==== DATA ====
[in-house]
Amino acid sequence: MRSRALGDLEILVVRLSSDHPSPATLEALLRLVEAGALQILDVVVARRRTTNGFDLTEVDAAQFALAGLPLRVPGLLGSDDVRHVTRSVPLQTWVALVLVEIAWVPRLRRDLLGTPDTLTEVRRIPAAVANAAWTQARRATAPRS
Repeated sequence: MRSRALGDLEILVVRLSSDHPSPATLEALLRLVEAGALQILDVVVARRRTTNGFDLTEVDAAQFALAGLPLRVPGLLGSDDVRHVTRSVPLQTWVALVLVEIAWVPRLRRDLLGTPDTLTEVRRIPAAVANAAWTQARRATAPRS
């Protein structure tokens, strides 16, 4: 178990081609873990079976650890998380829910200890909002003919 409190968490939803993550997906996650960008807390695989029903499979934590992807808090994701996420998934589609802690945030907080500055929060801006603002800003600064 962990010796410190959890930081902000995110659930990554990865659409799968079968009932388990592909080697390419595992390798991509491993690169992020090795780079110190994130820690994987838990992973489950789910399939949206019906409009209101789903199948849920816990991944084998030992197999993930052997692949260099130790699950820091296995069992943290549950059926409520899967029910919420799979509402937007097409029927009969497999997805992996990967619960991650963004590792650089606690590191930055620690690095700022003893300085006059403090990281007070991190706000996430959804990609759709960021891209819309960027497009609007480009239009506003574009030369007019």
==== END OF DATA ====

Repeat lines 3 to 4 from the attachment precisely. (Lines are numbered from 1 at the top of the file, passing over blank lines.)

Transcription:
Repeated sequence: MRSRALGDLEILVVRLSSDHPSPATLEALLRLVEAGALQILDVVVARRRTTNGFDLTEVDAAQFALAGLPLRVPGLLGSDDVRHVTRSVPLQTWVALVLVEIAWVPRLRRDLLGTPDTLTEVRRIPAAVANAAWTQARRATAPRS
């Protein structure tokens, strides 16, 4: 178990081609873990079976650890998380829910200890909002003919 409190968490939803993550997906996650960008807390695989029903499979934590992807808090994701996420998934589609802690945030907080500055929060801006603002800003600064 962990010796410190959890930081902000995110659930990554990865659409799968079968009932388990592909080697390419595992390798991509491993690169992020090795780079110190994130820690994987838990992973489950789910399939949206019906409009209101789903199948849920816990991944084998030992197999993930052997692949260099130790699950820091296995069992943290549950059926409520899967029910919420799979509402937007097409029927009969497999997805992996990967619960991650963004590792650089606690590191930055620690690095700022003893300085006059403090990281007070991190706000996430959804990609759709960021891209819309960027497009609007480009239009506003574009030369007019």